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Practitioners as researchers -7th Playwork Practice Research Seminar

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Queensland College of Art, Griffith University, South Bank Campus

226 Grey Street

South Brisbane, QLD 4101

Australia

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Practitioners as researchers: Challenges and opportunities

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In this seventh annual International Journal of Playwork Practice Research Seminar, we explore the challenges and opportunities of ‘practitioners as researchers’. What roles and responsibilities do playwork practitioners have as researchers? Are playwork practitioners passive consumers of research, or discoverers of data and research designers by practice? Should children be regarded as researchers and involved in research projects?

International Journal of Playwork Practice aims to advance playwork research and practice by providing the first ever interdisciplinary platform for the publication and dissemination of scholarship relevant to playwork practice.

Dr Barbara Chancellor: Research and the practitioner

In this session participants will engage in discussions about their experiences of research within their own practice. Beginning with a practitioner’s capacity for reflection as a basis for researching practice, links will be made with theory and approaches to research. During this session the underpinning role of experience as the basis for both research and practice will be central.

Barbara’s research interests centre around outdoor play in schools, early childhood settings and public open spaces using new materialist and post human theories. Most recently her research has been focussing on nature pedagogies particularly in Australian Bush Kinders. Throughout her academic career Barbara has attended and presented her research at local and international conferences and she has developed research partnerships in Europe, the UK and Asia as well as research collaborations within Australia. She is currently working in an academic role at Federation University, Australia.

Dr Shelly Newstead: PARS – the importance of ‘not-knowing’

Developed by Dr Shelly Newstead as part of her doctoral research, the PARS (Playwork Action Research System) model of playwork practice is now being used all over the world by playwork practitioners to articulate, develop and evaluate their playwork practice. The PARS model conceptualises playwork practice as an active form of deliberate enquiry into what might be appropriate (or inappropriate) adult reactions when working with children at any given moment. However, this conceptualisation of ‘practitioners as researchers’ differs from other practitioner-as-researcher models, where practitioners carry out research as a way of creating new knowledge to enhance their day-to-day practice. In PARS, it is the process of research itself which informs practice, rather than the product of that research. This presentation explores the epistemological basis on which PARS is founded and how the process of research creates practice in the PARS model. It also discusses the opportunities and challenges of this epistemological stance for practitioners as researchers.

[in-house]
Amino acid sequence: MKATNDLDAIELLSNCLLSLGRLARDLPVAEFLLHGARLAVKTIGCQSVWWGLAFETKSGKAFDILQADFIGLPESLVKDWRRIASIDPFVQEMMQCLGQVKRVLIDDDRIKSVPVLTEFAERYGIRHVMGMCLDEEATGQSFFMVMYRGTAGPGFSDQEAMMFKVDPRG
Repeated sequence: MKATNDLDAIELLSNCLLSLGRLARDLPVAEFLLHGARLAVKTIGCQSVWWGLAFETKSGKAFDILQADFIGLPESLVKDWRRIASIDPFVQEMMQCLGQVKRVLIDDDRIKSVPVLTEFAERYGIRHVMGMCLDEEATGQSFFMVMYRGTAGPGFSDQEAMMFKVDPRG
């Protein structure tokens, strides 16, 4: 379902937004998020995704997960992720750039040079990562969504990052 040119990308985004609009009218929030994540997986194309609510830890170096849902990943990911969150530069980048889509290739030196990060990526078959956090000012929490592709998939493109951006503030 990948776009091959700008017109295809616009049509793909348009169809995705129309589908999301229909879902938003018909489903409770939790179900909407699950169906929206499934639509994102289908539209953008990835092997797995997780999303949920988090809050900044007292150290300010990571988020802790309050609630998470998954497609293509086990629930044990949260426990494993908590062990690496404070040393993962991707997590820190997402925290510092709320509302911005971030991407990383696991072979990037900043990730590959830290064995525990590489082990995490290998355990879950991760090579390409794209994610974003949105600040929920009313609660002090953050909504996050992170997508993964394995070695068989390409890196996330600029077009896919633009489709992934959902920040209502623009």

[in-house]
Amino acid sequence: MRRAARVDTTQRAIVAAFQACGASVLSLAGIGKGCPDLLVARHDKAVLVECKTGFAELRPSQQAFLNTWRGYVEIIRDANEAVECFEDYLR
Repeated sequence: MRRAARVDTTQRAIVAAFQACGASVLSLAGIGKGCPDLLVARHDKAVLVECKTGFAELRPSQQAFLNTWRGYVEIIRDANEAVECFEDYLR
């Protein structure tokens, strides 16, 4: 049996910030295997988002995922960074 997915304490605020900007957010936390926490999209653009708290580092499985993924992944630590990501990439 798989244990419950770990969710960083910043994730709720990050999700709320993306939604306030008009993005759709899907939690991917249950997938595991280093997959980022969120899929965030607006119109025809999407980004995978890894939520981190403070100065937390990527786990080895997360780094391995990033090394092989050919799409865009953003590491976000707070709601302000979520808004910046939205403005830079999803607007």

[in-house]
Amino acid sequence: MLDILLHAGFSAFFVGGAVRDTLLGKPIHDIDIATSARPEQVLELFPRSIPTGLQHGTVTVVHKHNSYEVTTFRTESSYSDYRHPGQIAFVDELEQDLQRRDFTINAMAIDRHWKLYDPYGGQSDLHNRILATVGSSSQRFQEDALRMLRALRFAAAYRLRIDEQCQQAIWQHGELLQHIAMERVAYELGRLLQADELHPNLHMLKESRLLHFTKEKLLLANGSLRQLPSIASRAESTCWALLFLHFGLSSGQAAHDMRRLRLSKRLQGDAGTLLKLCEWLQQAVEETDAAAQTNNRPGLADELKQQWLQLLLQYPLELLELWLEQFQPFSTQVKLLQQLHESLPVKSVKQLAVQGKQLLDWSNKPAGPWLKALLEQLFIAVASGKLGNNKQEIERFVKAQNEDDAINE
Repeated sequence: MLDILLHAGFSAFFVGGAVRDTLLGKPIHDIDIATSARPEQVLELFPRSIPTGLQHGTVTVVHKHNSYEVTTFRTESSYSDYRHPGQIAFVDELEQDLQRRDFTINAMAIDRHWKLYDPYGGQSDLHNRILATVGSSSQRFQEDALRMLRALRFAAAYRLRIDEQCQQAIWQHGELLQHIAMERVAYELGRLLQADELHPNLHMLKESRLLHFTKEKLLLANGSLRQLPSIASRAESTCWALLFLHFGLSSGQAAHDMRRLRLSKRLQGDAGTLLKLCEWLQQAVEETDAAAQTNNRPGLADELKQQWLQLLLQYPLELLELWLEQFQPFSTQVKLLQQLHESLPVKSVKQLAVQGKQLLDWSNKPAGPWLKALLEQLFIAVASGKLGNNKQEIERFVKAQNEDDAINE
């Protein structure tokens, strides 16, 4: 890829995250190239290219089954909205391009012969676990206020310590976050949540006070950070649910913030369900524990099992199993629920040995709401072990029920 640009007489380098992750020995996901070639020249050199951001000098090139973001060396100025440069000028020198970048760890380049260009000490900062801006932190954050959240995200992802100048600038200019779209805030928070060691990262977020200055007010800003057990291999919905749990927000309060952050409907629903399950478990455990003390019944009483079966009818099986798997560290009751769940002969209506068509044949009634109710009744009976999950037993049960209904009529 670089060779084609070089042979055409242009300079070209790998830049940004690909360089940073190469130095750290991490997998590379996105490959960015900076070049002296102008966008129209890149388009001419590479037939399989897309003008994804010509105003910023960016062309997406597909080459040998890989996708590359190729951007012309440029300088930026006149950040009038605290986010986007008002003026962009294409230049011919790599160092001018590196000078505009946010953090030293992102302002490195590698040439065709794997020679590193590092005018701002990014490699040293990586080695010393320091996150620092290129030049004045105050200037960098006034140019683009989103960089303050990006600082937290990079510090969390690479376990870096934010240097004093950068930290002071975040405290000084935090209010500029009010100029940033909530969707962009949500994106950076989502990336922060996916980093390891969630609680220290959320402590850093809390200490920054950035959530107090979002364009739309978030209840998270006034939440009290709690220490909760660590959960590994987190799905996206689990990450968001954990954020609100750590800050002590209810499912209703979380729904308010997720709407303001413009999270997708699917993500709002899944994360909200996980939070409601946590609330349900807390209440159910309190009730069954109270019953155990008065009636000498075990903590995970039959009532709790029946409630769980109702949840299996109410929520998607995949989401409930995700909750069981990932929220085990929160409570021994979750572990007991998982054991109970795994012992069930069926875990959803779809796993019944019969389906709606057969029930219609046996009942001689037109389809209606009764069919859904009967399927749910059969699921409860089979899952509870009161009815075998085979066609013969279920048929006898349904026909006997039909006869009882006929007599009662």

Dr Shelly Newstead has worked in the playwork field for more than thirty years as a practitioner, trainer, author, editor, publisher and researcher. She is the Managing Editor of International Journal of Playwork Practice and the Series Editor for the Routledge Advances in Playwork Research series. Shelly is also the President of the International Council for Children’s Play (ICCP) and the Managing Director of Common Threads, a social enterprise which develops playwork theory and practice internationally – www.commonthreads.org.uk.

Associate Professor Naomi Sunderland

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Dr Bruce Hurst

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Queensland College of Art, Griffith University, South Bank Campus

226 Grey Street

South Brisbane, QLD 4101

Australia

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